Mississippi Braves reliever Chasen Shreve was a mostly-forgotten 11th round draft pick in 2010, out of the College of Southern Nevada. That school may sound familiar to some, as it gained a bit of fame as the school Bryce Harper attended for a year before he was drafted.
Harper was Shreve’s catcher at Southern Nevada, they’ve known each other since high school, and they still work out together sometimes in the offseason.
“[Bryce] brought a lot of fans out, it was really cool,” Shreve recalls. “A lot of scouts too, so I got seen a lot.”
That might have helped Shreve get onto the draft radar of some teams, but the Braves already knew about him. They had drafted his older brother, Colby Shreve, in the 8th round in 2007. Colby chose to return to school, and was selected a year later in the 6th round by the Phillies.
Chasen’s first year in professional baseball at Danville in 2010 produced good results. In limited action he posted an 11.2 K/9 rate, and a 1.7 BB/9 rate. He continued to post decent numbers as he climbed the minor league ladder, but his K-rate slowly fell while his walk-rate doubled.
This may have been the unintended consequences of good advice. As Shreve explains, “my first year in spring training , Tom Glavine came and talked to us. He was like, all the young guys want to come and throw hard, but it’s really about spotting up, and I kind of took that to heart.”
Everyone knows that Glavine was the model of a control pitcher, but he also had velocity behind that control. Shreve may have been a victim of too much early success from dialing back his velocity in favor of control. And who can blame a left-handed pitcher like Shreve for taking every ounce of advice he can from Hall of Famer Tom Glavine.
“The next outing in spring training I just decided to spot up, I did really well and got a lot of ground balls. That year I went to Rome and did real well, next year same thing, went to Lynchburg and did real well.”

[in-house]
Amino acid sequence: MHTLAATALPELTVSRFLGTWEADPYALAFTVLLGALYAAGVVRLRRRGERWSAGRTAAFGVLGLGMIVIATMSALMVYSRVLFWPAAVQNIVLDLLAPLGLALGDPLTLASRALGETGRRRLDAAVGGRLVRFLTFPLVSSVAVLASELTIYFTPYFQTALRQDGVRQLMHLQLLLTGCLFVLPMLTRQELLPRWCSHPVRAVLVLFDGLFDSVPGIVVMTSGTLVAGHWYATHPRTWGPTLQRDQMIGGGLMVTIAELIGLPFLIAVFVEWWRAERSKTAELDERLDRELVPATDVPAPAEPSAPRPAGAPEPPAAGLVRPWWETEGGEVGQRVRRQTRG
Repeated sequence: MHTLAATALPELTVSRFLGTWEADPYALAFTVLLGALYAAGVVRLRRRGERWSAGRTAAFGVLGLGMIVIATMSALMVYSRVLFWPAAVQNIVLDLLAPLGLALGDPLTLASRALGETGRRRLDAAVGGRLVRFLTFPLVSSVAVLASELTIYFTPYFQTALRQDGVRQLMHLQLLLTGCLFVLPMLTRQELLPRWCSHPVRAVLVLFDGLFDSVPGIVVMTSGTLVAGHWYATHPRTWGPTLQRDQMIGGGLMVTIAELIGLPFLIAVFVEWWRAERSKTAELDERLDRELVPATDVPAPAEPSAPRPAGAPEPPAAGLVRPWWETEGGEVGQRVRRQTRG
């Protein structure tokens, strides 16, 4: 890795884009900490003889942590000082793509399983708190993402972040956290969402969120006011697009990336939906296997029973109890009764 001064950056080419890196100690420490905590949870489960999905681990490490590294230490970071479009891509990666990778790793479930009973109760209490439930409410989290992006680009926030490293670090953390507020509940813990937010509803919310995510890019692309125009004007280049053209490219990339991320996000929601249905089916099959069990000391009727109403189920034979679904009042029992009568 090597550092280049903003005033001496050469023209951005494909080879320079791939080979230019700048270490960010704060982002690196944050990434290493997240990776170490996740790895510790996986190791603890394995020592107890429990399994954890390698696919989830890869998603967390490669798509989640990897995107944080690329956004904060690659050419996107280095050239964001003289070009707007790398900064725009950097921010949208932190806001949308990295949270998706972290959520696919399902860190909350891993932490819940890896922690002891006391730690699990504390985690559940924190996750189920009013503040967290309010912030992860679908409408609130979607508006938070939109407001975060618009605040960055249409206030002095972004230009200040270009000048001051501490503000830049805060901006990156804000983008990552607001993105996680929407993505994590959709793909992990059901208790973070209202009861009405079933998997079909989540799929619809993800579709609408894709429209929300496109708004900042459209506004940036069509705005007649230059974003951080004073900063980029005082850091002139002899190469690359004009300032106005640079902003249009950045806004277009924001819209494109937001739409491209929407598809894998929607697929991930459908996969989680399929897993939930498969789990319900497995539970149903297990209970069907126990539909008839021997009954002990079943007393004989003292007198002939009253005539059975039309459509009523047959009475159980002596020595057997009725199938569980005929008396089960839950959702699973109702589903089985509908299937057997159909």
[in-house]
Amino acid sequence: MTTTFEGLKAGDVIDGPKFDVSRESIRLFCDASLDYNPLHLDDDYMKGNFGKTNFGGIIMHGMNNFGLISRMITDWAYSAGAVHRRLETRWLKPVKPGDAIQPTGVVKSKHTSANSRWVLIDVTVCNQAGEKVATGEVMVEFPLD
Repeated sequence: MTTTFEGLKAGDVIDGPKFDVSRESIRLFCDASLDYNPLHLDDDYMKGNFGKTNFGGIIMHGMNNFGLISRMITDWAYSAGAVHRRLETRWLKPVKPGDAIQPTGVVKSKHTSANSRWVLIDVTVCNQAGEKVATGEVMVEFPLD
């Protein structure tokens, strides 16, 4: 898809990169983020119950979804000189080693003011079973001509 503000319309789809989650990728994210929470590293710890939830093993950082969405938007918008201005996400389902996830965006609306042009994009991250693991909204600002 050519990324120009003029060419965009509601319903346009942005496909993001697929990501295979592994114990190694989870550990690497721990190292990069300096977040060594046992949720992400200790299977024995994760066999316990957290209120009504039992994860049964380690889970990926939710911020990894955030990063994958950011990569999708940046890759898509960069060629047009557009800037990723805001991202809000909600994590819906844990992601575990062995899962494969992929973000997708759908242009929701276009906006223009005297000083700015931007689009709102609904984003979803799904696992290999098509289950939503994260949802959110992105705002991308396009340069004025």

But the toll came due when Shreve arrived at Mississippi in 2013. His ERA nearly doubled, and his 5.9 K/9 was the lowest of his minor league career. Late in the year he was demoted back to A-ball in Lynchburg.
When he began his 2014 campaign back at Mississippi the same troubles followed him. “We were playing Jackson at the beginning of the year,” Shreve explains, “and I gave up seven hits in two innings and four didn’t leave the infield grass.”
Shreve went to M-Braves pitching coach Dennis Lewallyn, and asked him what he (Shreve) could do. After some discussion, Shreve revealed to Lewallyn, “I can throw hard if you want me to. I choose not to, I choose to spot up.”
Shreve threw a bullpen and it went well, so he tried throwing harder in his next game. “My first game out I was 91-94. Did well, so we kept with it. My next game I was 91-95. And right now I’m sitting around 93-94.”
That’s s big jump in velocity from where he was last year, at 86 to 90 mph.
And the control that he had been practicing for the past three years, that’s still there, complemented now by mid-90s heat. Since the change, opposing batters are hitting just .180 off Shreve, who has 70 strikeouts in 47 innings, while walking just 8 during that span.
On the season his K/9 has rebounded to a robust 12.7, and his BB/9 is down to 1.5. He’s also giving up fewer hits than at any point in his career.
Shreve turned 24 years old earlier this week, so he’s still younger than the average age of the Southern League. When he was just 19 years old, in his first spring training, he took the sage advice of a Hall of Famer.
Now that he’s waxed on and waxed off for several seasons, the final knockout punch was added to his repertoire — velocity. That has made him a hard-throwing left-reliever with excellent control. Guys like that can stay around for a long time in the majors, and it just so happens that there’s a vacancy with that job description in the Atlanta bullpen waiting to be filled.
Shreve should get his chance next spring training, if not before.
Shreve adds, “when I first started [throwing harder] my arm really wasn’t used to it. I was really sore, [but] I’ve finally gotten over that soreness. It’s feeling good, and I’m feeling really confident about it.”